WHAT EXACTLY ARE ANTIMICROBIALS?
Antimicrobials are medications that are used to prevent and treat infections in humans, animals, and plants. They include antibiotics, antivirals, antifungals, and antiparasitics.
WHAT PRECISELY IS ANTIMICROBIAL RESISTANCE?
Antimicrobial resistance (AMR) occurs when bacteria, viruses, fungi, and parasites evolve and no longer respond to antibiotics, making infections more difficult to treat and increasing the risk of disease spread, severe illness, and death. Antibiotics and other antimicrobial medicines become ineffective as a result of drug resistance, and infections become increasingly difficult or impossible to treat.
WHY IS ANTIMICROBIAL RESISTANCE A PROBLEM ALL ACROSS THE WORLD?
- The emergence and spread of drug-resistant pathogens that have acquired new resistance mechanisms, leading to antimicrobial resistance, continue to threaten our ability to treat common infections.
- Especially alarming is the rapid global spread of multi- and pan-resistant bacteria (also known as “superbugs”) that cause infections that are not treatable with existing antimicrobial medicines such as antibiotics.
- Furthermore, a lack of access to quality antimicrobials remains a major issue.
- Antibiotics are becoming increasingly ineffective as drug resistance spreads globally leading to more difficult-to-treat infections and death.
- Without effective tools for the prevention and adequate treatment of drug-resistant infections and improved access to existing and new quality-assured antimicrobials, the number of people for whom treatment is failing or who die of infections will increase.
WHAT CAUSES ANTIMICROBIAL RESISTANCE TO EMERGE AND SPREAD MORE QUICKLY?
- AMR occurs naturally over time, usually through genetic changes.
- Antimicrobial-resistant organisms are found in people, animals, food, plants, and the environment (in water, soil, and air).
- The main drivers of antimicrobial resistance include the misuse and overuse of antimicrobials; lack of access to clean water, sanitation, and hygiene (WASH) for both humans and animals; poor infection and disease prevention and control in healthcare facilities and farms; poor access to quality, affordable medicines, vaccines and diagnostics; lack of awareness and knowledge; and lack of enforcement of legislation.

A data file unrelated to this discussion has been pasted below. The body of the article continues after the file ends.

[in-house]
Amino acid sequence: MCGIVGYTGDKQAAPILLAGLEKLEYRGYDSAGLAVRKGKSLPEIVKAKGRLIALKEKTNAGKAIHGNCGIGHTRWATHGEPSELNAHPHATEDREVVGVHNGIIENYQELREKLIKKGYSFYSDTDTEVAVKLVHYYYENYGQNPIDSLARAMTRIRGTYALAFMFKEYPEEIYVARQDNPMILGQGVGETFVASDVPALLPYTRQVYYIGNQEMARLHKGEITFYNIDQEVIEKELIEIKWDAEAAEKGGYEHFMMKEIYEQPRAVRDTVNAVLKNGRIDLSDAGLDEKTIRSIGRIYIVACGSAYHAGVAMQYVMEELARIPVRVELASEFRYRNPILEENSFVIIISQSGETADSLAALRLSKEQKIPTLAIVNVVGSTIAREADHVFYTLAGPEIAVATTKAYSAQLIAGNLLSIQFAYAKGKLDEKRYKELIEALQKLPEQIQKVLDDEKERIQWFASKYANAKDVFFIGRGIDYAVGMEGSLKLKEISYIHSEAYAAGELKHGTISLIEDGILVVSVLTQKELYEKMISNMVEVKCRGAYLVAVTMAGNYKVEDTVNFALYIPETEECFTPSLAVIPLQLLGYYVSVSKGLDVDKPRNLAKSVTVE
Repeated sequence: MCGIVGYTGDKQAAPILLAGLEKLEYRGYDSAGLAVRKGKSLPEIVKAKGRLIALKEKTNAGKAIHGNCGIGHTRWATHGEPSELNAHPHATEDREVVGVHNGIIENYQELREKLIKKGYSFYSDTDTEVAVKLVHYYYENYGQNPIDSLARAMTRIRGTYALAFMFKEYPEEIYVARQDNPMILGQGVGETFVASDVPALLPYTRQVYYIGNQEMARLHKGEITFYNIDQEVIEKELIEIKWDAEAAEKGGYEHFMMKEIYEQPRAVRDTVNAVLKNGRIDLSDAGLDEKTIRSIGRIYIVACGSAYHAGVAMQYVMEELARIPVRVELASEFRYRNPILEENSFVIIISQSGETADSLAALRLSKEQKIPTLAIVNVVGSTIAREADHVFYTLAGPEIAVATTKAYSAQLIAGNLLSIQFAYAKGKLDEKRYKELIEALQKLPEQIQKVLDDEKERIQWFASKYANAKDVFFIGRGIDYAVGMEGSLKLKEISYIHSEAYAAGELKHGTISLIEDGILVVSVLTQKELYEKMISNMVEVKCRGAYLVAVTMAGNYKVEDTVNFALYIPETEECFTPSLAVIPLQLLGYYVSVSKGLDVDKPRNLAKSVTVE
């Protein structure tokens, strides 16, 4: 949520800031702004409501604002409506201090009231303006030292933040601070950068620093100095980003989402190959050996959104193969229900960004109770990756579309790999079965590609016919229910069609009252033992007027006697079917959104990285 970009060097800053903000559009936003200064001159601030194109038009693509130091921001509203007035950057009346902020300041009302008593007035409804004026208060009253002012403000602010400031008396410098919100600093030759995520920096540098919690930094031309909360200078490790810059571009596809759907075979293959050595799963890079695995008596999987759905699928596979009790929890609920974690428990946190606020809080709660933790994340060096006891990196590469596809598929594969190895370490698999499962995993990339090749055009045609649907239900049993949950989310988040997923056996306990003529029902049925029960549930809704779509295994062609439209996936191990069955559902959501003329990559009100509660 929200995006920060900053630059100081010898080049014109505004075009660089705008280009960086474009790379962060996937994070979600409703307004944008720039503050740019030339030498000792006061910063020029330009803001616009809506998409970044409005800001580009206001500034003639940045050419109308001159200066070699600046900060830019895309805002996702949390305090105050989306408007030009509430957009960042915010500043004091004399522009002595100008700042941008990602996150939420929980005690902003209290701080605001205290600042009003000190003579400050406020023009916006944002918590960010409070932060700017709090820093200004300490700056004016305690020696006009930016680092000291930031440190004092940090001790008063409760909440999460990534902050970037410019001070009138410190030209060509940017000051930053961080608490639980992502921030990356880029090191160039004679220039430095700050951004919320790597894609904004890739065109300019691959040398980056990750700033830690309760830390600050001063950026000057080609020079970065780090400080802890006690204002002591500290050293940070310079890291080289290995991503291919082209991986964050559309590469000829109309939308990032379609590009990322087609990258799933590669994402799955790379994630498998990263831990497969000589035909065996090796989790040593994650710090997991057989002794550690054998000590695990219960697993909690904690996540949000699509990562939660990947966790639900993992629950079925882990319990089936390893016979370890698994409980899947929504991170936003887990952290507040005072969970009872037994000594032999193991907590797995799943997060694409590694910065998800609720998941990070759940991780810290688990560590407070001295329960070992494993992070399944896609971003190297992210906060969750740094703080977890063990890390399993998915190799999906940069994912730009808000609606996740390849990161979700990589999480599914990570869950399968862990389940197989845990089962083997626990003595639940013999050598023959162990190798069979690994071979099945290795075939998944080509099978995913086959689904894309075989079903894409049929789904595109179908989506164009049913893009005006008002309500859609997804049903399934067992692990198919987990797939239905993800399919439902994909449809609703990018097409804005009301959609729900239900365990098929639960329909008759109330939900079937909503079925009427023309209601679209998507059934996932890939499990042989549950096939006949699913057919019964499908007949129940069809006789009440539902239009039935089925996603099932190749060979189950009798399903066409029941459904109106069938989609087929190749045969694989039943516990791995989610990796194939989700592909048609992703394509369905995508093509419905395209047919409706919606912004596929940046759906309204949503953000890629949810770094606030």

DRUG RESISTANCE IN BACTERIA
- For common bacterial infections, including urinary tract infections, sepsis, sexually transmitted infections, and some forms of diarrhea, high rates of resistance against antibiotics frequently used to treat these infections have been observed worldwide, indicating that we are running out of effective antibiotics.
- Klebsiella pneumoniae are common intestinal bacteria that can cause life-threatening infections.
- This indicator monitors the frequency of bloodstream infections due to two specific drug-resistant pathogens: methicillin-resistant Staphylococcus aureus (MRSA); and E. coli resistant to third-generation cephalosporins (3GC).
DRUG RESISTANCE IN VIRUSES
- Antiviral drug resistance is an increasing concern in immunocompromised patient populations, where ongoing viral replication and prolonged drug exposure lead to the selection of resistant strains.
- Levels of pretreatment HIVDR (PDR) to non-nucleoside reverse-transcriptase inhibitors (NNRTIs) among adults initiating first-line therapy exceeded 10% in the majority of the monitored countries in Africa, Asia and Latin America.